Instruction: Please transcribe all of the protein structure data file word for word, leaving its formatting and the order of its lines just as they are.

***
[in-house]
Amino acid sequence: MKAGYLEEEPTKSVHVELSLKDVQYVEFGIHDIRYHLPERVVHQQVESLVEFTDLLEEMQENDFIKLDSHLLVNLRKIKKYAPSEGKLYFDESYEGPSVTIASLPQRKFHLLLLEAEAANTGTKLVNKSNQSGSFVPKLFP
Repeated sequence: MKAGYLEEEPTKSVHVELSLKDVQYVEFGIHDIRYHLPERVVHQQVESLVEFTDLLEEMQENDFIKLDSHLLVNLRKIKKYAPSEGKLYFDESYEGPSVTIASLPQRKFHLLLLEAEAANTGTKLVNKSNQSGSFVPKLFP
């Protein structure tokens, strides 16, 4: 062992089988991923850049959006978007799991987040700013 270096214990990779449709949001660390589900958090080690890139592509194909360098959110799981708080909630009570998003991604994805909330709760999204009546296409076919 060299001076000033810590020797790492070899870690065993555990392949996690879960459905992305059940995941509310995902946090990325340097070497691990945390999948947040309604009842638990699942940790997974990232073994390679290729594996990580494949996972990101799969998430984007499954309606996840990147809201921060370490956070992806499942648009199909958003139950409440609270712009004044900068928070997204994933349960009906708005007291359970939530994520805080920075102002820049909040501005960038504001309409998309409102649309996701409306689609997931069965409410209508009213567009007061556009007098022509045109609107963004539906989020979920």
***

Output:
[in-house]
Amino acid sequence: MKAGYLEEEPTKSVHVELSLKDVQYVEFGIHDIRYHLPERVVHQQVESLVEFTDLLEEMQENDFIKLDSHLLVNLRKIKKYAPSEGKLYFDESYEGPSVTIASLPQRKFHLLLLEAEAANTGTKLVNKSNQSGSFVPKLFP
Repeated sequence: MKAGYLEEEPTKSVHVELSLKDVQYVEFGIHDIRYHLPERVVHQQVESLVEFTDLLEEMQENDFIKLDSHLLVNLRKIKKYAPSEGKLYFDESYEGPSVTIASLPQRKFHLLLLEAEAANTGTKLVNKSNQSGSFVPKLFP
């Protein structure tokens, strides 16, 4: 062992089988991923850049959006978007799991987040700013 270096214990990779449709949001660390589900958090080690890139592509194909360098959110799981708080909630009570998003991604994805909330709760999204009546296409076919 060299001076000033810590020797790492070899870690065993555990392949996690879960459905992305059940995941509310995902946090990325340097070497691990945390999948947040309604009842638990699942940790997974990232073994390679290729594996990580494949996972990101799969998430984007499954309606996840990147809201921060370490956070992806499942648009199909958003139950409440609270712009004044900068928070997204994933349960009906708005007291359970939530994520805080920075102002820049909040501005960038504001309409998309409102649309996701409306689609997931069965409410209508009213567009007061556009007098022509045109609107963004539906989020979920």